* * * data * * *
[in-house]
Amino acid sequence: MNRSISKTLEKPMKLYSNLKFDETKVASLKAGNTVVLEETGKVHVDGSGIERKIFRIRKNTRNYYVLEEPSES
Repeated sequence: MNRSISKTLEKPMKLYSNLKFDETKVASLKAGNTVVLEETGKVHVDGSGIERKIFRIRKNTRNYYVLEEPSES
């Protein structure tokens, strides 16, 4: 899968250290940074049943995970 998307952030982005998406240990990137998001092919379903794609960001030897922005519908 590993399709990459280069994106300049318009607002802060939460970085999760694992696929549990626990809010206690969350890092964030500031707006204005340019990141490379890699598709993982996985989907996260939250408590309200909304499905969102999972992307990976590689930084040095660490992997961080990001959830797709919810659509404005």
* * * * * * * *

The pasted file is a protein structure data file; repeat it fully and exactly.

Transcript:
[in-house]
Amino acid sequence: MNRSISKTLEKPMKLYSNLKFDETKVASLKAGNTVVLEETGKVHVDGSGIERKIFRIRKNTRNYYVLEEPSES
Repeated sequence: MNRSISKTLEKPMKLYSNLKFDETKVASLKAGNTVVLEETGKVHVDGSGIERKIFRIRKNTRNYYVLEEPSES
């Protein structure tokens, strides 16, 4: 899968250290940074049943995970 998307952030982005998406240990990137998001092919379903794609960001030897922005519908 590993399709990459280069994106300049318009607002802060939460970085999760694992696929549990626990809010206690969350890092964030500031707006204005340019990141490379890699598709993982996985989907996260939250408590309200909304499905969102999972992307990976590689930084040095660490992997961080990001959830797709919810659509404005």